Background/purpose: Data about the effectiveness of high frequency oscillatory ventilation (HFOV) in children with respiratory failure are limited. This study investigated the efficacy and prognostic factors of this treatment.
Methods: Children between 2 months and 18 years of age who received HFOV between January 2000 and September 2006 in a tertiary care center were enrolled in this retrospective study.
Results: Thirty-six HFOV treatments were given to 33 patients (twice in one patient and three times in another patient) at a mean age of 5.4 +/- 5.0 years. HFOV was used as a rescue after conventional mechanical ventilation (CMV) for 4.4 +/- 4.2 days. The mean duration of HFOV was 7.6 +/- 7.9 days. The most common indication for HFOV was oxygenation failure, which was due to pneumonia with acute respiratory distress syndrome in 15 (45.5%), severe lobar pneumonia in nine (27.3%), pulmonary hemorrhage in eight (24.2%) and pneumothorax in one (3%). PaCO2 was significantly improved 4 hours after HFOV and the PaO2/FiO2 ratio increased significantly 12 hours later. The oxygenation index and alveolar-arterial oxygen difference P(A-a)O2, however, did not change markedly. Four (12%) patients needed further extracorporeal life support and two of these survived. The overall survival rate was 45.5%. Patients with heavier body weight (p less than 0.05) and of the male gender (p less than 0.05) had a higher risk of mortality.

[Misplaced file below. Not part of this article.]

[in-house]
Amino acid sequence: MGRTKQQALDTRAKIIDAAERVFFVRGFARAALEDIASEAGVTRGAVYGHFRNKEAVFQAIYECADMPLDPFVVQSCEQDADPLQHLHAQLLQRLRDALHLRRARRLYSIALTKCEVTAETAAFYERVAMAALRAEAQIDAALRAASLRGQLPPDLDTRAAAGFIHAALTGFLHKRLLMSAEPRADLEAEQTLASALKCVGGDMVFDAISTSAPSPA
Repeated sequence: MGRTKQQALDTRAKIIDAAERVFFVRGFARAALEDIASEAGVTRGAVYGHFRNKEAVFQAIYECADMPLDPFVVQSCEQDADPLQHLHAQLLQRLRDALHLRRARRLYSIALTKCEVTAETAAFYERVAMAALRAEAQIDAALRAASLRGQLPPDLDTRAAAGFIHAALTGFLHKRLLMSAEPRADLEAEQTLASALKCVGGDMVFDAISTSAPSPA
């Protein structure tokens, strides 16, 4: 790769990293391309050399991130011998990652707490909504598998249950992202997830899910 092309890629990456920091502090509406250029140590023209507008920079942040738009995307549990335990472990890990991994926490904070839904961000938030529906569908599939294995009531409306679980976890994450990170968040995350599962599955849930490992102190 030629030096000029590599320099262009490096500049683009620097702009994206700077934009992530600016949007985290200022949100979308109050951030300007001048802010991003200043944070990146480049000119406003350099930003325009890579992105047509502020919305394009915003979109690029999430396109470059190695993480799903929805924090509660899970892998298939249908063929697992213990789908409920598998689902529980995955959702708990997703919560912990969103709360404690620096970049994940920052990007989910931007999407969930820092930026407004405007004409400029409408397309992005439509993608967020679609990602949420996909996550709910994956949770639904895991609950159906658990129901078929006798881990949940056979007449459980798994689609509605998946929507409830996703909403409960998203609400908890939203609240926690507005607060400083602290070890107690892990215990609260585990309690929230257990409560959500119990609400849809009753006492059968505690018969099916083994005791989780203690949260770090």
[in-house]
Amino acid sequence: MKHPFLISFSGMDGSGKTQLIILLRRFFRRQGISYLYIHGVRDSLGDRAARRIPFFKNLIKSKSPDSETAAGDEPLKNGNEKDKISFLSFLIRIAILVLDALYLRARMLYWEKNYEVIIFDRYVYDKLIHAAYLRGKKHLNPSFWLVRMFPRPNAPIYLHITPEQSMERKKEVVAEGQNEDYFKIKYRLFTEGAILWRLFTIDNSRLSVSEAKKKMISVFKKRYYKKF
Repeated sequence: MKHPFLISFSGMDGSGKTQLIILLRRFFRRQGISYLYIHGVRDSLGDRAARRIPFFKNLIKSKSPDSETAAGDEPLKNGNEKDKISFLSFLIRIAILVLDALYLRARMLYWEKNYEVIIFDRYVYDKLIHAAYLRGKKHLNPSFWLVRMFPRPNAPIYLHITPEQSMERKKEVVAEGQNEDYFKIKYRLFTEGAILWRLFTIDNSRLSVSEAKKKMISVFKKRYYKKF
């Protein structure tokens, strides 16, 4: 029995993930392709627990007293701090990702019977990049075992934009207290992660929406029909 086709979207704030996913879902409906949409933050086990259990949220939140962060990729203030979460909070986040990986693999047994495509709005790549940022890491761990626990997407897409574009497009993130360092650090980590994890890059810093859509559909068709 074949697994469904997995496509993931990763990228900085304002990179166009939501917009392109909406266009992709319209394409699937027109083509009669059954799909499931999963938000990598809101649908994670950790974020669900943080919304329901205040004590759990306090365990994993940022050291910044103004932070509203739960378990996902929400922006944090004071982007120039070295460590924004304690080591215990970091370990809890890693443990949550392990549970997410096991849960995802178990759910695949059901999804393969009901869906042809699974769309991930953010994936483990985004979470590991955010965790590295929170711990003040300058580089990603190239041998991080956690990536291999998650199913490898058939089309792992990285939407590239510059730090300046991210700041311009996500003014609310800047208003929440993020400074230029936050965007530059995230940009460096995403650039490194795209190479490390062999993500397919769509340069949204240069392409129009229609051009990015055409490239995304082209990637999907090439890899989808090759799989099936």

Conclusion: As a relatively late rescue therapy after failure of CMV, HFOV may improve PaCO2 and PaO2/FiO2 in children with respiratory failure. However, it carries an increased mortality rate in patients with heavier body weight and male gender.